Brian Bosworth terrorized QBs during his time in Norman.
He easily made this list.
It compiles the top 20 most intimidating players in college football history.
The guys who had ridiculously huge physiques, as well as those who absolutely destroyed opponents with their ability.
Most of them are a little more recent, but there are a few throwbacks, such as 'The Boz' and the indomitable Dick Butkus.
See, you're already shaking, aren't you?
Burfict's level of play seemed to tail off a bit in his final season with the Sun Devils, but the man had a reputation for being a hard-hitting opponent.
As a matter of fact, Sporting News published an article about him titled, "The Meanest Man in College Football."
With his size and strength, Burfict was able to terrorize opponents, and had the ability to make huge plays when he was under control.
2011 was his last year with the team, and he has since taken his legacy of hard hits and questionable play to the NFL.
Bosworth's claims to fame were his tangles with the NCAA during his years at Oklahoma under Barry Switzer.
However, we sometimes seem to forget that the man was a beast on the field (possibly that had something to do with the steroids).
At 6'2", 238 pounds, "The Boz" was a fierce tackler who spent his career in college and in the pros making life miserable for opposing offenses.
He finished his career at Oklahoma in 1986, after garnering All-American honors for the second straight season.
Larry Fitzgerald is a freak of nature—and I mean that in the most positive way possible.
The man's physique is ridiculous, and the plays he made in college were nearly enough to win him the Heisman in 2003.
There was simply no way to stop him.
His streak of consecutive games with a touchdown catch (18) when he left Pitt was an NCAA record.
The name itself sounds harsh.
The man was a football legend in the state of Illinois.
He starred at Illinois from 1962-64, playing center and linebacker, and earning All-American honors in '63 and '64.
His ability to intimidate opponents and make bone-jarring blocks made him a star, and he carried that success to a moderately successful career in the NFL.
Tommie Harris was good.
He had a Sports Illustrated cover all to himself.
As a junior, in 2003, he won the Lombardi Award—this was his final year with the Sooners.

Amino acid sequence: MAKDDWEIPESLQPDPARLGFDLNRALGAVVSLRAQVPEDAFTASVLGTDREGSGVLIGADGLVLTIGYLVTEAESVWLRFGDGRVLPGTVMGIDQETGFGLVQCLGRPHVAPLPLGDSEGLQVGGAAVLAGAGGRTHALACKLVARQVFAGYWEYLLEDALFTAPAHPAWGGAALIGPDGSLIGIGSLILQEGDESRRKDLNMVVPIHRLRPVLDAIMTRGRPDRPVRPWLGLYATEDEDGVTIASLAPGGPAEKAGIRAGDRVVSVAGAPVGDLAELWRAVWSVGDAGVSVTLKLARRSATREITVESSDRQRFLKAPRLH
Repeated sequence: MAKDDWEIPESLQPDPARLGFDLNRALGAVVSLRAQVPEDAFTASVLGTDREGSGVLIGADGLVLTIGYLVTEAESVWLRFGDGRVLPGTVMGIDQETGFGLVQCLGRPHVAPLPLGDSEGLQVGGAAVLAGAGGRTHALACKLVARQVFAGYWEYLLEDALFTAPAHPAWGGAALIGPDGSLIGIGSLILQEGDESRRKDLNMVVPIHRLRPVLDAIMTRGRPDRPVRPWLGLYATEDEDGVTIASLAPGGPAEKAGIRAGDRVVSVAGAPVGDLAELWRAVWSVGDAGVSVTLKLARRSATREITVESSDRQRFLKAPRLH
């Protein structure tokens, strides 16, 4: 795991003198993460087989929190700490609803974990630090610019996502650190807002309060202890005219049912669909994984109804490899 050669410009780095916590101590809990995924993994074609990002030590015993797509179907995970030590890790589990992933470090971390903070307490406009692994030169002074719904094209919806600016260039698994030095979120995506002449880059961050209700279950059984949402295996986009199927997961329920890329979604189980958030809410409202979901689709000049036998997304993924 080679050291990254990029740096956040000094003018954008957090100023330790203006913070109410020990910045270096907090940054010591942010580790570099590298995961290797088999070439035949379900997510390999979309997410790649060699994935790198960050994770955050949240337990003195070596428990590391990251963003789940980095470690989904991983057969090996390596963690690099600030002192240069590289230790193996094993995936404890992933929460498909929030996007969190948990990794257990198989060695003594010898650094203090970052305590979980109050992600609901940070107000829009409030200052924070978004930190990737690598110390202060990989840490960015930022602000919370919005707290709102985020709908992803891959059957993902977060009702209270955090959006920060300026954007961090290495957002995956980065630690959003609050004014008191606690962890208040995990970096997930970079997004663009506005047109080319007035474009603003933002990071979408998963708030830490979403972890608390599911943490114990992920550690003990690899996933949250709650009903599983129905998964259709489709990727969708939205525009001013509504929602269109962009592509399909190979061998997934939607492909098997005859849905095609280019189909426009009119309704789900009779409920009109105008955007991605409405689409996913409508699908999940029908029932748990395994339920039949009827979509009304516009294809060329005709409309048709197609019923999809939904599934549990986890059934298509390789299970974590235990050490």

Harris was such an incredible athlete coming out of high school that he started every game for the Sooners as a true freshman.
He was a force along the defensive front, disrupting plays and wrecking schemes on a regular basis.
Newton took a long and controversial route to arrive at Auburn, fraught with rumors of pay-for-play scandals and stolen laptops.
However, all of that culminated in an incredible perfect season and Heisman Trophy in 2010.
Newton's physicality made him tough to bring down, and led to his immense success rushing, as well as passing the ball.
At 6'5", 240 pounds, he was a nightmare for a cornerback trying to make the tackle in isolation.
Taylor was a star, even at the college level, before going on to NFL greatness.
He terrorized opposing quarterbacks, ringing up 16 sacks in his final season alone. He left UNC in 1980, and went on to become a force in the NFL.
His athletic ability left coaches' jaws dragging the ground, and he used that ability to his advantage.
Marcus Allen was a beast.
After backing up the great Charles White for a season, Allen eventually took over at tailback in 1980, and accumulated 1,563 yards, good enough for third in the country.
In 1982, he exploded.
The 2,000 yards rushing plateau had never been reached, but Allen absolutely destroyed that mark, amassing 2,342 yards.
That season, he won just about every award possible, including the Heisman Trophy and Maxwell Award.
There aren't many linemen on this list, simply because it is understood that most linemen, being of rather large size, are innately intimidating.
But Rimington, he was the best of the best, playing center for Nebraska.
He is the only lineman in history to win the Outland Trophy twice, and also won the Lombardi Award and multiple All-American honors during his time with the Huskers.
The consummate lineman, the award given to the nation's top center is named the Dave Rimington Trophy in his honor.
Campbell played the game with intensity and drive not found in every player.
His ability to punish defenses physically led to two-time All-American honors and the Heisman Trophy in 1977.
He finished his career at Texas with 4,444 rushing yards.